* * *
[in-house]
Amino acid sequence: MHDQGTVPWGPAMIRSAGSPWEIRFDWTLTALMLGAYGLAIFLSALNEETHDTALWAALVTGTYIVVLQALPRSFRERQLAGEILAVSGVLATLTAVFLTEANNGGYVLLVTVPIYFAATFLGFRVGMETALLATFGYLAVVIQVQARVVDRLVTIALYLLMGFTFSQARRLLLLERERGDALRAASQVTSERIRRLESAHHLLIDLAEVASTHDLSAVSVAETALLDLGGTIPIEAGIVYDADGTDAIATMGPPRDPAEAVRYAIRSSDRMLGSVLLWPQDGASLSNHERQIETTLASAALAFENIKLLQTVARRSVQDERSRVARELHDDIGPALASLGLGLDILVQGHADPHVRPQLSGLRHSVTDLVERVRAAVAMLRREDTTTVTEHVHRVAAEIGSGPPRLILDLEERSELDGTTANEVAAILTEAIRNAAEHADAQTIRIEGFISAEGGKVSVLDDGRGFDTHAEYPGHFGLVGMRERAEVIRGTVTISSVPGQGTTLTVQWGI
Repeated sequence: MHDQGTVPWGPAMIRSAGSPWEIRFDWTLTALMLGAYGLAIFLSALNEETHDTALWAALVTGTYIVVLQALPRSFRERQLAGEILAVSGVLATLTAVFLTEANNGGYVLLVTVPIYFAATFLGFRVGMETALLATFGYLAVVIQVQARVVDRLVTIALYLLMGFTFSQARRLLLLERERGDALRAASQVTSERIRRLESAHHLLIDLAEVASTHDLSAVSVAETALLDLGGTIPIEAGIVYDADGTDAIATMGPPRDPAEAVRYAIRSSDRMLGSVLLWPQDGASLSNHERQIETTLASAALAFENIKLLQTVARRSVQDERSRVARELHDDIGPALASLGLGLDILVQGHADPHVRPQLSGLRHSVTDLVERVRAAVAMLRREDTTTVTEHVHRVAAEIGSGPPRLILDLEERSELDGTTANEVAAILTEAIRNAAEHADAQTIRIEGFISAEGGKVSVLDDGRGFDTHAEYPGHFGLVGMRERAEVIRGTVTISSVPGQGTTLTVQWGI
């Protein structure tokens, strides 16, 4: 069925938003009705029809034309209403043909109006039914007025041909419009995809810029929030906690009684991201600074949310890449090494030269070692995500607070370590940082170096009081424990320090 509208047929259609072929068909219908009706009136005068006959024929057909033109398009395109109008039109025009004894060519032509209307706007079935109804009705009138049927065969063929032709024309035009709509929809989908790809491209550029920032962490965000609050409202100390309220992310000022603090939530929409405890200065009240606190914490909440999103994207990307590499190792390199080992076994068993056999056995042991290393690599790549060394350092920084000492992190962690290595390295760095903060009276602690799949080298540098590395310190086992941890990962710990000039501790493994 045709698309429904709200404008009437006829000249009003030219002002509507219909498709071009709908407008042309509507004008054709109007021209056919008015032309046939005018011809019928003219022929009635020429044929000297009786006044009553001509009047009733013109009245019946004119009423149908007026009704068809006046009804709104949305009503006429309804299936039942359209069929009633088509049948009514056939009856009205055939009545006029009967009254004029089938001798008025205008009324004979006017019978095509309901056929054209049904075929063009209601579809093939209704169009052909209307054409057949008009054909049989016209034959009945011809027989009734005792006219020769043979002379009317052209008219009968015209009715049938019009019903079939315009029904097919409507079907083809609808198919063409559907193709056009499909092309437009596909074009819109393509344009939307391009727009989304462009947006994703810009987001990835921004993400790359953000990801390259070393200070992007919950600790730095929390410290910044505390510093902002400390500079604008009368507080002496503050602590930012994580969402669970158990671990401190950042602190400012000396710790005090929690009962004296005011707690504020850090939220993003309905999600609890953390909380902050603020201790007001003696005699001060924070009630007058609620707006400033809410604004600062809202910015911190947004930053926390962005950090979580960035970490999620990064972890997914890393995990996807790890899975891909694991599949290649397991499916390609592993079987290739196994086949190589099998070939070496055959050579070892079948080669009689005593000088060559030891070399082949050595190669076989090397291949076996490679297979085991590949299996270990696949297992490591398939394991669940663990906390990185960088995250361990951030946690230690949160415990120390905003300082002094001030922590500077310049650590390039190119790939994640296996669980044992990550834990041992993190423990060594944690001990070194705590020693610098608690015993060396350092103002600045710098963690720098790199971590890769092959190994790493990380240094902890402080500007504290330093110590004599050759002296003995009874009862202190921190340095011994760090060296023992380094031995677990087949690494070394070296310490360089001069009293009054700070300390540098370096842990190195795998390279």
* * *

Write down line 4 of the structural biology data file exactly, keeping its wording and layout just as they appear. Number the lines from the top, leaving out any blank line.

């Protein structure tokens, strides 16, 4: 069925938003009705029809034309209403043909109006039914007025041909419009995809810029929030906690009684991201600074949310890449090494030269070692995500607070370590940082170096009081424990320090 509208047929259609072929068909219908009706009136005068006959024929057909033109398009395109109008039109025009004894060519032509209307706007079935109804009705009138049927065969063929032709024309035009709509929809989908790809491209550029920032962490965000609050409202100390309220992310000022603090939530929409405890200065009240606190914490909440999103994207990307590499190792390199080992076994068993056999056995042991290393690599790549060394350092920084000492992190962690290595390295760095903060009276602690799949080298540098590395310190086992941890990962710990000039501790493994 045709698309429904709200404008009437006829000249009003030219002002509507219909498709071009709908407008042309509507004008054709109007021209056919008015032309046939005018011809019928003219022929009635020429044929000297009786006044009553001509009047009733013109009245019946004119009423149908007026009704068809006046009804709104949305009503006429309804299936039942359209069929009633088509049948009514056939009856009205055939009545006029009967009254004029089938001798008025205008009324004979006017019978095509309901056929054209049904075929063009209601579809093939209704169009052909209307054409057949008009054909049989016209034959009945011809027989009734005792006219020769043979002379009317052209008219009968015209009715049938019009019903079939315009029904097919409507079907083809609808198919063409559907193709056009499909092309437009596909074009819109393509344009939307391009727009989304462009947006994703810009987001990835921004993400790359953000990801390259070393200070992007919950600790730095929390410290910044505390510093902002400390500079604008009368507080002496503050602590930012994580969402669970158990671990401190950042602190400012000396710790005090929690009962004296005011707690504020850090939220993003309905999600609890953390909380902050603020201790007001003696005699001060924070009630007058609620707006400033809410604004600062809202910015911190947004930053926390962005950090979580960035970490999620990064972890997914890393995990996807790890899975891909694991599949290649397991499916390609592993079987290739196994086949190589099998070939070496055959050579070892079948080669009689005593000088060559030891070399082949050595190669076989090397291949076996490679297979085991590949299996270990696949297992490591398939394991669940663990906390990185960088995250361990951030946690230690949160415990120390905003300082002094001030922590500077310049650590390039190119790939994640296996669980044992990550834990041992993190423990060594944690001990070194705590020693610098608690015993060396350092103002600045710098963690720098790199971590890769092959190994790493990380240094902890402080500007504290330093110590004599050759002296003995009874009862202190921190340095011994760090060296023992380094031995677990087949690494070394070296310490360089001069009293009054700070300390540098370096842990190195795998390279």